Today, Pope Francis traveled to a prison near Rome to wash the feet of a dozen inmates, a Holy Thursday ritual that symbolizes humility and highlights his papacy’s attention to those on society’s margins.
Pope Francis has made it a tradition since the beginning of his papacy to celebrate the Mass and foot-washing ritual on Holy Thursday at a prison or detention center, refugee center or rehabilitation facility. He has washed the feet of prisoners every year since 2012 (except for 2020 and 2021, due to the pandemic).
Pope Francis kisses the foot of an inmate after washing it during the Holy Thursday Mass of the Lord’s Supper at a prison in Civitavecchia, Italy, April 14, 2022.
Pope Francis has spoken frequently and passionately about prisoners and the need to uphold their human dignity. He has condemned the harsh and inhumane treatment that prisoners often face, and he has called for a more compassionate and restorative approach to criminal justice.
In a speech to prison officials in 2015, Pope Francis stressed the importance of recognizing the inherent dignity of every person, including those who have committed crimes. He urged prison officials to see their work as a mission of hope, helping prisoners to rediscover their worth and their potential for good. He also spoke out against the use of torture and solitary confinement, calling them forms of psychological torture that violate human dignity.
In another speech to prisoners and their families in 2019, Pope Francis highlighted the need for society to support and care for those who have been incarcerated. He acknowledged the difficulties that many prisoners face in rejoining society after their release, and he called for greater efforts to provide education, job training, and other forms of support that can help them to rebuild their lives. He also spoke out against the stigma and discrimination that former prisoners often face, calling on society to welcome them back and support their efforts to reintegrate.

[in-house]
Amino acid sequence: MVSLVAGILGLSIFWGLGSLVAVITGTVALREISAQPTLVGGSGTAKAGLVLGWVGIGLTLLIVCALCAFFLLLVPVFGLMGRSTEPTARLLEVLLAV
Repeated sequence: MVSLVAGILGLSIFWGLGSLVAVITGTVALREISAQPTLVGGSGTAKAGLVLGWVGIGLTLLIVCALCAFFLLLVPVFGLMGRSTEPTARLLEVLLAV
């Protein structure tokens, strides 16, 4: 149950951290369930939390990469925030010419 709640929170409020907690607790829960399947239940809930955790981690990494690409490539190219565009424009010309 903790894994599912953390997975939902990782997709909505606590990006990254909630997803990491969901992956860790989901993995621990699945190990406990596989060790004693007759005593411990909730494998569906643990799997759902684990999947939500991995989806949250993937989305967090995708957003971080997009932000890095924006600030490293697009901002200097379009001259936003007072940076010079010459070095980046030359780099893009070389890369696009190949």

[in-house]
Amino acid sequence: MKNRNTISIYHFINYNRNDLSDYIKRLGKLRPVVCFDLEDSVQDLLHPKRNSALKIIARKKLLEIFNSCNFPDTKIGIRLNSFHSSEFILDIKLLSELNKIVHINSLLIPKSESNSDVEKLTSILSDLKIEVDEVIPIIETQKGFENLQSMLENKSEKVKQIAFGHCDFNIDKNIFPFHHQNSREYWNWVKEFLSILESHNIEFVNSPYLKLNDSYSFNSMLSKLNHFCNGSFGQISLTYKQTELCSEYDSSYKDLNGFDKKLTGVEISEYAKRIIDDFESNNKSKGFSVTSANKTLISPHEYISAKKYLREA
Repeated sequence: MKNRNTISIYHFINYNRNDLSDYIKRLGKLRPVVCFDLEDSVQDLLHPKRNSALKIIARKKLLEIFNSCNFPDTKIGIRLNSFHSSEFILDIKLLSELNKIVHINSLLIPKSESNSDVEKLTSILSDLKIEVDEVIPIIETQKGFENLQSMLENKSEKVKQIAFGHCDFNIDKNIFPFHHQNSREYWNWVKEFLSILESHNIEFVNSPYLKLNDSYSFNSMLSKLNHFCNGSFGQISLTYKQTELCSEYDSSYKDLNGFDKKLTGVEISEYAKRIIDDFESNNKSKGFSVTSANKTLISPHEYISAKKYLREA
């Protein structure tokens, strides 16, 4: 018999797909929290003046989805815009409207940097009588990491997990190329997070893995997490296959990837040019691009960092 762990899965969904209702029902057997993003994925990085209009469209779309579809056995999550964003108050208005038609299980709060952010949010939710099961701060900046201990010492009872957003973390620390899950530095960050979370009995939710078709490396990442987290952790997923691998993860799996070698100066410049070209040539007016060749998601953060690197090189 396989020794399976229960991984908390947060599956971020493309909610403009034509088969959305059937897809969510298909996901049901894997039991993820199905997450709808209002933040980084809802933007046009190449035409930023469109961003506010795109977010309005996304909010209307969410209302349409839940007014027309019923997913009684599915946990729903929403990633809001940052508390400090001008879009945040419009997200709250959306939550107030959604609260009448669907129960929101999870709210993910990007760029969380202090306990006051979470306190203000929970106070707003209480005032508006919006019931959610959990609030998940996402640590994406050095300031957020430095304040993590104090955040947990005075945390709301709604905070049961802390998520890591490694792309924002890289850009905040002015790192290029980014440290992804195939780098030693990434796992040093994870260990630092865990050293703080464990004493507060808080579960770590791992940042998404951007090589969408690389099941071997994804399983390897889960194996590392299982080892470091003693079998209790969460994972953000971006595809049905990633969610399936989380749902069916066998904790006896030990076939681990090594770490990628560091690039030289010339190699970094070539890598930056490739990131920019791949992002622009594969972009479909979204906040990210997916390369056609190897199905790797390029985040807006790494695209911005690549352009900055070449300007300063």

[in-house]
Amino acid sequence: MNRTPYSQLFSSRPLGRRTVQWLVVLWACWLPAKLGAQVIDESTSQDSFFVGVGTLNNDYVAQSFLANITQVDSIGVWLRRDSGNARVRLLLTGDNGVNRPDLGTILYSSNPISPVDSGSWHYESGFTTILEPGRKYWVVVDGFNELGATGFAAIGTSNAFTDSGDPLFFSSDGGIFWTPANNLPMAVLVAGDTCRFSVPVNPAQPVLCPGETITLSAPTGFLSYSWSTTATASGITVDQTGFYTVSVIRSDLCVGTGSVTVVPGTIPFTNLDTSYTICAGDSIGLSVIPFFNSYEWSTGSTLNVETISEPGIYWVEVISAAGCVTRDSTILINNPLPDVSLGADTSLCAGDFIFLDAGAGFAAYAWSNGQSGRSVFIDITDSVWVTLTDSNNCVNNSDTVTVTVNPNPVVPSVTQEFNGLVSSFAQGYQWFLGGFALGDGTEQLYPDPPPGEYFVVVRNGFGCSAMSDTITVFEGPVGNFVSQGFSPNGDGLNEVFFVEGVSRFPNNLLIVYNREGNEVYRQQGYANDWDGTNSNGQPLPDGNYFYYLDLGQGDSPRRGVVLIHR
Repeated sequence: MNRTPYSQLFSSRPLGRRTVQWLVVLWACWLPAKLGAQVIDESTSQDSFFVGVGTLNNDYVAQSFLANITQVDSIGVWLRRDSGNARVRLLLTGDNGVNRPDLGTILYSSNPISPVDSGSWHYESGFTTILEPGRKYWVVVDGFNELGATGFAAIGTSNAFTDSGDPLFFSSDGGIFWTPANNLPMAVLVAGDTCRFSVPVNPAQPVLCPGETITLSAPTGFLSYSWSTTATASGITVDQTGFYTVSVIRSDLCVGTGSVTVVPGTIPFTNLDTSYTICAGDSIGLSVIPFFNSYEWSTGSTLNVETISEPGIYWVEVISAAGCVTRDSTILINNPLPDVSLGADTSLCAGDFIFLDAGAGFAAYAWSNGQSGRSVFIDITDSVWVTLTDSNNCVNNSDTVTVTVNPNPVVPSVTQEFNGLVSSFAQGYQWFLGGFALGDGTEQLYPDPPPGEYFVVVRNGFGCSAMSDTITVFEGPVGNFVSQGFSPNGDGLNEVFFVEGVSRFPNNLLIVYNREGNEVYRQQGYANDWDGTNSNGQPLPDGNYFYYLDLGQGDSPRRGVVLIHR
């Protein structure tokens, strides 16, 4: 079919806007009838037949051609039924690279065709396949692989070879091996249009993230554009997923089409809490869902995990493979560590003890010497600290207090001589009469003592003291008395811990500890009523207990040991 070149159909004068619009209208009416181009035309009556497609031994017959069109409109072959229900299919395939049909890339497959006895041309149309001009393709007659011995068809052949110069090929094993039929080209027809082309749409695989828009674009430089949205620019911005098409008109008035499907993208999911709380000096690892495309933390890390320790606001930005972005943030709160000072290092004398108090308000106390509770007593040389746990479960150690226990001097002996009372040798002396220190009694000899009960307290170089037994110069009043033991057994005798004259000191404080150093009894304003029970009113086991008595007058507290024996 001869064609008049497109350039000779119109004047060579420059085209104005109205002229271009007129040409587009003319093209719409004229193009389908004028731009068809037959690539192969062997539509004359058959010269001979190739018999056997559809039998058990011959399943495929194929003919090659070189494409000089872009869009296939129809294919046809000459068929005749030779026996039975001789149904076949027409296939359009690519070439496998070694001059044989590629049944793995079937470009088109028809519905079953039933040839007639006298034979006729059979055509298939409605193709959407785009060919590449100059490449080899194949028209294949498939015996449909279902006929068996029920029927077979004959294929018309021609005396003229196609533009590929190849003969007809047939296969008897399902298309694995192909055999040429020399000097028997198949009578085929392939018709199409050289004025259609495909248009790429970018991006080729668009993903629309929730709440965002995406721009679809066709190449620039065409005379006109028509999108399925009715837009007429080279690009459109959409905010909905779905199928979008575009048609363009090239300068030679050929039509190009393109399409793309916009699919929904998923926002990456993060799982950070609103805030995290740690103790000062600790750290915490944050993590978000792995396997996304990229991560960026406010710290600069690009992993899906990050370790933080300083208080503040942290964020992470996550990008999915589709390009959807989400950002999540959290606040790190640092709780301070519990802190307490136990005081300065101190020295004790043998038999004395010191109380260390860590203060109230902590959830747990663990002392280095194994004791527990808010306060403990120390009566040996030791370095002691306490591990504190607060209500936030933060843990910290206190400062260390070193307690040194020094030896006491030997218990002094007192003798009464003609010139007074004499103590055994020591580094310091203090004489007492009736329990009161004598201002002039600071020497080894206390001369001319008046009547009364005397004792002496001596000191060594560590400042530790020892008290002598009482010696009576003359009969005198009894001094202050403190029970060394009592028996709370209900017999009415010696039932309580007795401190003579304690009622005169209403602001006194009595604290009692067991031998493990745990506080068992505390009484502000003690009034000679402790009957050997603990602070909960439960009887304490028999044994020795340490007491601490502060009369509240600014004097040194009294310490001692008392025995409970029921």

Pope Francis has also emphasized the importance of restorative justice, which focuses on repairing the harm caused by criminal behavior and promoting healing and reconciliation for all involved. He has called for a shift away from punitive approaches to criminal justice, which can perpetuate cycles of violence and harm, and toward approaches that emphasize healing and transformation. He has spoken out against the death penalty, calling it a violation of the dignity of human life, and he has called for greater efforts to address the root causes of crime, such as poverty, inequality, and social exclusion.
Pope Francis has been a powerful advocate for prisoners and a voice for justice and compassion in the criminal justice system. His message of hope and solidarity offers a powerful reminder that even those who have committed serious crimes are still beloved children of God, worthy of dignity, respect, and a second chance.
You can find the Pope’s schedule for Holy Week here http://theleaven.org/vatican-releases-popes-holy-week-easter-schedule/